Everyone Got What They Deserved in John Scott All-Star Fiasco, Except John Scott

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Everyone Got What They Deserved in John Scott All-Star Fiasco, Except John Scott
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GLENDALE, ARIZONA — John Scott's name was trending among the top 10 on Twitter in the United States late Friday afternoon, but—just like always in the whole sordid mess that surrounded his being voted into the NHL's upcoming All-Star Game—for all the wrong reasons. 

It's not a tragedy what happened to John Scott, who was traded from the Arizona Coyotes to the Montreal Canadiens on Friday, per ESPN.com. He's a grown man who has made a nice living as a fringe NHL player the last eight years, who has a degree in engineering from Michigan Tech to fall back on, a wife, and who, by all projections, will be a father soon to two healthy twin babies. 

But John Scott is a man who was badly hurt Friday morning—a man who entered the Gila River Arena here fully expecting to resume his role as a player with the Arizona Coyotes but who left soon after, according to two people who saw him, looking "devastated" and "upset." He was the victim of a well-intended joke all gone wrong.

First, a recap as to why he might have felt this way: Scott, 33, was the runaway winner of the Internet fan vote, sponsored by the NHL's own website, to be the captain of the Pacific Division in a new 3-on-3 format for the Jan. 31 All-Star Game in Nashville. Scott originally expressed embarrassment over it all, which was the right response from a guy who barely played for the Coyotes, who was increasingly seen as an endangered species in the NHL—the enforcer who had little value beyond his size (6'8", 260 lbs) and toughness.

But in the end, a lot of people, in their various personal and professional entities, failed John Scott. He is the latest victim, of sorts, of a social-media culture that likes to serve people up just for the yuks, but don't slow to think of the unintended consequences. 

Ross D. Franklin/Associated Press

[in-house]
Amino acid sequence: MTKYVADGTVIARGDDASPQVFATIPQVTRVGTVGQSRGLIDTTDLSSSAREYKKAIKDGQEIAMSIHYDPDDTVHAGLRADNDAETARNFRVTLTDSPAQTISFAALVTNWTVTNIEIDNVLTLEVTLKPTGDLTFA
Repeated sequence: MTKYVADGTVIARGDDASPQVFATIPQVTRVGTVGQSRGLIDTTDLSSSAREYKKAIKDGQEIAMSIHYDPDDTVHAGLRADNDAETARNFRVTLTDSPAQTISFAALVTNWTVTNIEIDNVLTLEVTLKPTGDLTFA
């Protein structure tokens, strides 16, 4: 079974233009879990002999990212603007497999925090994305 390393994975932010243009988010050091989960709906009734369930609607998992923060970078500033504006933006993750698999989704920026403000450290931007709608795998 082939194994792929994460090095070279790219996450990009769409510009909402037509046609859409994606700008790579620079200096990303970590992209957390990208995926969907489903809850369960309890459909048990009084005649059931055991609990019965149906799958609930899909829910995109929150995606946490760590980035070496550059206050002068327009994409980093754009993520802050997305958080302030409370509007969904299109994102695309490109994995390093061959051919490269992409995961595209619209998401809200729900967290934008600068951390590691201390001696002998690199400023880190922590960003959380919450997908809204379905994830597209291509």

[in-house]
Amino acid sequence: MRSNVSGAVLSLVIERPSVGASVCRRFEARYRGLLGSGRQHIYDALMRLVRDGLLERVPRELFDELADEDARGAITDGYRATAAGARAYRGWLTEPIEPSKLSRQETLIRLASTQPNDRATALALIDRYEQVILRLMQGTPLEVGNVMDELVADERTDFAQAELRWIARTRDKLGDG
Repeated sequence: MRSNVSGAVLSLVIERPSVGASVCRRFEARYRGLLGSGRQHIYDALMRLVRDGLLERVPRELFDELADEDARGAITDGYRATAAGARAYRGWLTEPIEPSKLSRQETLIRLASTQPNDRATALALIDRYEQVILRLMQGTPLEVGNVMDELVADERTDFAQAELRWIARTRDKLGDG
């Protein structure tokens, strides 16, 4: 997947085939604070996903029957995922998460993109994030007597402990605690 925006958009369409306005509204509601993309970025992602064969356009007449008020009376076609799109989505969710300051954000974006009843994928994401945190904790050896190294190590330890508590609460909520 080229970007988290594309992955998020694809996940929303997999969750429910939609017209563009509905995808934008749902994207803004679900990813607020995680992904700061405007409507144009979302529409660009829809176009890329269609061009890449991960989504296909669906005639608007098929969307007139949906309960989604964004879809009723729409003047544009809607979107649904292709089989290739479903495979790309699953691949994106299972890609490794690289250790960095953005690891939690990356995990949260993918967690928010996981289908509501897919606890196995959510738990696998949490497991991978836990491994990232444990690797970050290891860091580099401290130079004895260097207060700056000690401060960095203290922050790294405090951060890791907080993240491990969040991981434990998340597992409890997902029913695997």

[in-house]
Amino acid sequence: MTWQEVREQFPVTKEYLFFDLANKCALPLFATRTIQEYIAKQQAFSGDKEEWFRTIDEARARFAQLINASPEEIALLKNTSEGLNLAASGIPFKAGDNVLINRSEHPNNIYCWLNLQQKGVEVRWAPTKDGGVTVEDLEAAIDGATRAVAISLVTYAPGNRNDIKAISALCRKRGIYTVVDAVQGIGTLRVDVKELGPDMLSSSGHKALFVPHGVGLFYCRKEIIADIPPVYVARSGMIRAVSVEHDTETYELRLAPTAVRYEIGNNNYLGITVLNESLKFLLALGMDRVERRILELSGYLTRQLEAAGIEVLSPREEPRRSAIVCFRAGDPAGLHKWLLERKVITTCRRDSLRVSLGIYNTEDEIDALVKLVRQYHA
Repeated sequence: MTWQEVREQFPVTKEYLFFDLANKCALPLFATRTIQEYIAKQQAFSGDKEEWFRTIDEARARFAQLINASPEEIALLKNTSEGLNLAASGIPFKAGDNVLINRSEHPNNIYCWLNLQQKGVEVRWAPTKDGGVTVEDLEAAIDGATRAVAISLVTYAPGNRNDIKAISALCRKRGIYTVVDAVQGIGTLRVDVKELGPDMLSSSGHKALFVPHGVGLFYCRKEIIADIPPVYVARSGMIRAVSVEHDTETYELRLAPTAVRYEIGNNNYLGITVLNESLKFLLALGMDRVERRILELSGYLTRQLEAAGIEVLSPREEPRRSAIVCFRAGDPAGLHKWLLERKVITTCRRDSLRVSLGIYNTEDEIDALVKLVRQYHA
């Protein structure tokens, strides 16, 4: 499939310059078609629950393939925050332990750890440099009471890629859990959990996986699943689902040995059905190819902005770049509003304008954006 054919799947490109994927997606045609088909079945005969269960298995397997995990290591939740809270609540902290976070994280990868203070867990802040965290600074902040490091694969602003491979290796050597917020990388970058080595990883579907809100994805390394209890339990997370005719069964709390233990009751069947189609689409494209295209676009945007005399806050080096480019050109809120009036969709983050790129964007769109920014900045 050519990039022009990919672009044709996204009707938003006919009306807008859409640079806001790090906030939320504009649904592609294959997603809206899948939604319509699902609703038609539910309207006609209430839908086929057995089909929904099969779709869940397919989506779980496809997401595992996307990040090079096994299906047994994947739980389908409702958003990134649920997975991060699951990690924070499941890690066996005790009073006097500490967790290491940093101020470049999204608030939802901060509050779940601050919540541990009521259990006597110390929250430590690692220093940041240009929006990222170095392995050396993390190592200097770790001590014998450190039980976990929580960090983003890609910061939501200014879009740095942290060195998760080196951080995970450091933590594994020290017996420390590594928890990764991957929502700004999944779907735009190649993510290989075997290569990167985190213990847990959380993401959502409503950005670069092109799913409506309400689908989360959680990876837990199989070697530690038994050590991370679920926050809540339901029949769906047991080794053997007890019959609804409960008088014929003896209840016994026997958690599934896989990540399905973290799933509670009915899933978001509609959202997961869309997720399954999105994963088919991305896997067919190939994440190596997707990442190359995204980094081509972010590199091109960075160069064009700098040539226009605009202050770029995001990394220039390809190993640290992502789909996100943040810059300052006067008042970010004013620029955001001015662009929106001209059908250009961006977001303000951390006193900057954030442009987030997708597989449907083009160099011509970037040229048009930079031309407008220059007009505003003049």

When Scott continued to win in a landslide, and when public sentiment seemed to say, "Hey, it's OK, we want you there, it'll be fun for us as much as you," he came around to saying, in effect, "OK, hey, if that's what the people want, I'll do it!"

But on Friday, three days after being placed on waivers by the Coyotes for the third time this season, Scott was sent to the Habs in a three-way deal that ultimately sent Stefan Elliott to Nashville and Jarred Tinordi to Arizona. The Canadiens announced Scott would be sent to their AHL affiliate, the St. John's IceCaps. Subsequent reports, including one from TVA's Renaud Lavoie, said Scott would "never" play for Montreal.

Imagine the class clown getting set up with the best-looking person from the opposite sex, thinking it was real, then having it yanked away by laughing schoolmates. That's probably a little how Scott felt Friday.

Bob McKenzie of TSN, probably the biggest heavyweight NHL reporter in the world, tweeted his belief that the Coyotes and the NHL asked Scott to politely decline the nomination of the fans, and when he refused, plans were set in motion to make his All-Star inclusion an impossibility. 

Talking with people around the Coyotes, after this all happened but before McKenzie's tweets, a picture was painted that essentially backs him up. Upper hockey personnel among the Coyotes assumed Scott would decline the All-Star invite, they said, which would clear the way for him to graciously hand off his roster spot to a more deserving player such as Shane Doan or Max Domi or Mikkel Boedker or Oliver Ekman-Larsson.